It’s getting more expensive for people to attend the University of Massachusetts. Students will see their tuition and fees go up by five percent this upcoming school year. 22News found a few state lawmakers who are concerned by all of these expenses.

“It’s another potential economic crisis that, left unchecked, is going to effect a lot of young people for a very long time,” said Peru Democrat Paul Mark.

The UMass Board of Trustees approved the tuition and fee hike before the state finalized its spending plan. In July, Governor Charlie Baker signed a state budget into law that includes nearly $532 million dollars in funding for the UMass system. That’s $20 million dollars more than the previous year.

Senate President Stan Rosenberg sent a letter to UMass President Marty Meehan urging him to reconsider the student fee increase now that the university is getting more money. Rosenberg told 22News, “even if you have to wait until the second semester, try to plan some kind of a reduction because these charges are really just breaking the backs of kids.”

Ipswich Republican Brad Hill believes repealing the tuition hike makes sense because UMass is receiving more funding than they expected. He said, “we need to take another look at the fees that were increased because clearly in the view on many here on Beacon Hill, they should not have been increased.”

There are 22,000 undergraduates at the University of Massachusetts Amherst.

Monday, August 17, 2015

Representative Angelo D'Emilia: No to Proposed Tax Increase on State's Top Earners

Representative Angelo D’Emilia (R-Bridgewater) wrote the attached column for the Boston Globe regarding the “millionaire tax” ballot question proposed for the 2018 state election. This column ran in the Globe South edition on Sunday.

Special interest groups and their supporters have once again started the drumbeat for higher taxes. This time they are trying to rally people to their cause with some good old-fashioned class warfare as they are proposing to get rid of Massachusetts’ current tax system, replacing it with a progressive tax structure. Voters soundly rejected this idea by a 2-1 margin the last time it was proposed, and I hope that they will see through the propaganda and vote it down again.

Of course, the people who support a progressive income tax say that this tax will only affect the rich. However, these same special interest groups have already supported increases to the current income tax on every taxpayer, the gas tax, and the sales tax, which disproportionally targets low-income taxpayers. Their goal isn’t tax fairness or to close the wealth gap. Their real goal is the same as it’s always been: to increase taxes on all taxpayers and to fund more and more government spending. If we amend the Massachusetts Constitution to allow for a progressive income tax, we will be making it easy to increase the taxes on everyone, one tax bracket at a time.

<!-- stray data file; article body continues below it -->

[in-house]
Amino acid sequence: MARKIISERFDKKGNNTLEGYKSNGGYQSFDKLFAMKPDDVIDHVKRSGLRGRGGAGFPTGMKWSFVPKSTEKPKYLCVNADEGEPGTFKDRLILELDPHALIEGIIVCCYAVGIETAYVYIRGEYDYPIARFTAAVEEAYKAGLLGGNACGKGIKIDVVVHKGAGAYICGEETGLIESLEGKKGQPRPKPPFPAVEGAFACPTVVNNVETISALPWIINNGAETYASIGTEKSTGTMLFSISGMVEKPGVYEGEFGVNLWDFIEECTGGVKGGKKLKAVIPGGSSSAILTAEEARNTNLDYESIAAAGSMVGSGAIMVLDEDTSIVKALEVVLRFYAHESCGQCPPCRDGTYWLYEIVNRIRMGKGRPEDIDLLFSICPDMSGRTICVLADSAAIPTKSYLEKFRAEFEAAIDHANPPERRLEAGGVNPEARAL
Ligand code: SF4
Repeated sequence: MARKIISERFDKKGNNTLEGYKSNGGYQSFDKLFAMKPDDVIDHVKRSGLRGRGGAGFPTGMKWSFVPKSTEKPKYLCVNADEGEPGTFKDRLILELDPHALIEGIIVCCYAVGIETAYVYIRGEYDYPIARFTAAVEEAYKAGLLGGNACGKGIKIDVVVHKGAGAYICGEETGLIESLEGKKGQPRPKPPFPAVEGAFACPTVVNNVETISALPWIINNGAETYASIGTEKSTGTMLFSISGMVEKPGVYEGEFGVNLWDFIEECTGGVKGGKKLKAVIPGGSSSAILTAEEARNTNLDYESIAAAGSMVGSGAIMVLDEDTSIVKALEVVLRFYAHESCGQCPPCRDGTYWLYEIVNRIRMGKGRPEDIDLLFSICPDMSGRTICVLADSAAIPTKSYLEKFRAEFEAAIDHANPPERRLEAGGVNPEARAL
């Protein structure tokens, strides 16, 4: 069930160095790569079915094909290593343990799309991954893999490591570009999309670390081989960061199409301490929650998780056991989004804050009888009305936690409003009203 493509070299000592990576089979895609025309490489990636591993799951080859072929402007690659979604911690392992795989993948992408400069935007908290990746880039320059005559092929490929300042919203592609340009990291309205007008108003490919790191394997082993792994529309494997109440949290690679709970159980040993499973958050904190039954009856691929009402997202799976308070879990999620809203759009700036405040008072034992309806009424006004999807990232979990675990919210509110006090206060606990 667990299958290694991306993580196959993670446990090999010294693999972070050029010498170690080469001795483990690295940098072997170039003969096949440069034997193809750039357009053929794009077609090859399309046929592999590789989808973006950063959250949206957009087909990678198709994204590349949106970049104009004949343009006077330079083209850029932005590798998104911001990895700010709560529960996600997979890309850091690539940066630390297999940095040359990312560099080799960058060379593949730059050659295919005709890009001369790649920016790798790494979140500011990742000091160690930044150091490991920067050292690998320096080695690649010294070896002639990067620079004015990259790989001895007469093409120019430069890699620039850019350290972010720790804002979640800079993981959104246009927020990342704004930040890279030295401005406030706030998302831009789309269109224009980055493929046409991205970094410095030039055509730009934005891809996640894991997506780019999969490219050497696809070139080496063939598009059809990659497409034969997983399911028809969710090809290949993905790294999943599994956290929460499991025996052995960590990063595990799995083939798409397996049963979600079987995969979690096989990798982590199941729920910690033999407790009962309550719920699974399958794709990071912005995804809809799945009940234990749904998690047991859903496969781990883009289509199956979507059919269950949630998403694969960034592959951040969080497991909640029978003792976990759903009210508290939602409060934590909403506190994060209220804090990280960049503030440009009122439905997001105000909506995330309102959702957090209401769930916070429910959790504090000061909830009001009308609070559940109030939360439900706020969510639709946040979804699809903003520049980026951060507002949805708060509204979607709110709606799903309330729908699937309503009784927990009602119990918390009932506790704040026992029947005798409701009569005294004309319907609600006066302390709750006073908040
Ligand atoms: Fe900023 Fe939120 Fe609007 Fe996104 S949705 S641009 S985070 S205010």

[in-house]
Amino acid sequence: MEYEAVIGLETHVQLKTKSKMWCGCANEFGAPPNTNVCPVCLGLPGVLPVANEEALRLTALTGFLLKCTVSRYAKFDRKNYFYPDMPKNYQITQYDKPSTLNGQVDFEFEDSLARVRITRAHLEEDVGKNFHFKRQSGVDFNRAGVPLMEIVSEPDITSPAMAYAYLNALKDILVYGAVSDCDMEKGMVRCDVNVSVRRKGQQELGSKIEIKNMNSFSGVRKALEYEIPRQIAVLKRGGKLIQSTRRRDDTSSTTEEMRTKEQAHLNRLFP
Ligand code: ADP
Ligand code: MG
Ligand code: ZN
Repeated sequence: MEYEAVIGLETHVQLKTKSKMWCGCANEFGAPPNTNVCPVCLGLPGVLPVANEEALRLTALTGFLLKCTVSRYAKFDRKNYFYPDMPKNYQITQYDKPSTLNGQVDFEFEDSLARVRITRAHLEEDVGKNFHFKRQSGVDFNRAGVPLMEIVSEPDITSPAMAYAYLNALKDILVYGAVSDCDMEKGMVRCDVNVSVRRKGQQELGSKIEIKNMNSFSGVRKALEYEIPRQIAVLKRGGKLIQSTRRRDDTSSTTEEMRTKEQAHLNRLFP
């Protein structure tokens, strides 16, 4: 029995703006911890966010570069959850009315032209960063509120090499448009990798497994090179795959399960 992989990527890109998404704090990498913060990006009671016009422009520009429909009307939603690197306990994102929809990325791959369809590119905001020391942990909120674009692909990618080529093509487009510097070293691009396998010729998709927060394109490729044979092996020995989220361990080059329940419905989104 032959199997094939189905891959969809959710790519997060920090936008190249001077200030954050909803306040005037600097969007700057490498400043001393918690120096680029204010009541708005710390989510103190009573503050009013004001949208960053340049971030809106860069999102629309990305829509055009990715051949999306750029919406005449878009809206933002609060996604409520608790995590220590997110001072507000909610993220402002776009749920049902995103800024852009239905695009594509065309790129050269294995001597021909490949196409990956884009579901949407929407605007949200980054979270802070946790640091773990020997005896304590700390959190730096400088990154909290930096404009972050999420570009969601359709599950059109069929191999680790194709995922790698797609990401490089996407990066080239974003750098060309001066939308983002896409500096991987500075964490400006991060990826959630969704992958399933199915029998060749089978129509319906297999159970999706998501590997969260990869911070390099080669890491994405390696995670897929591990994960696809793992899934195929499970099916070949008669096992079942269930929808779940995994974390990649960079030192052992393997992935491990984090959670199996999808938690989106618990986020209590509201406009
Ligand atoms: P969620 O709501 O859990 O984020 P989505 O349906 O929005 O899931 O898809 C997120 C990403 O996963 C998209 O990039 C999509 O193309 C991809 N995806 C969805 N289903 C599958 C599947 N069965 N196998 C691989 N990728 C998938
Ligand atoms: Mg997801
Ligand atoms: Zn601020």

Here in Massachusetts, we are leaders in science and technology, with a highly educated workforce. However, if this tax increase is passed, there will be a significant drag on our economy, which will have an impact on ALL citizens. In our increasingly global economy, the high-paying jobs that still exist in Massachusetts can easily be relocated to other states or countries. All one has to do is look at our neighbor, Rhode Island. It has a progressive income tax that at one time topped out at 9.9 percent. But the state in 2011 lowered its marginal tax rate to 5.99 percent, which makes it more attractive to businesses with high-earning employees..

I agree with Governor Baker when he stated that we have a spending problem, not a revenue problem. According to the Tax Foundation, the average taxpayer in Massachusetts works until April 29 just to pay their taxes, later than in all but four other states. At the same time, we had the highest per capita state debt burden in the country as of fiscal 2012. We need to control spending and reform government in Massachusetts. We do not need to raise taxes and continue to saddle our future generations with debt.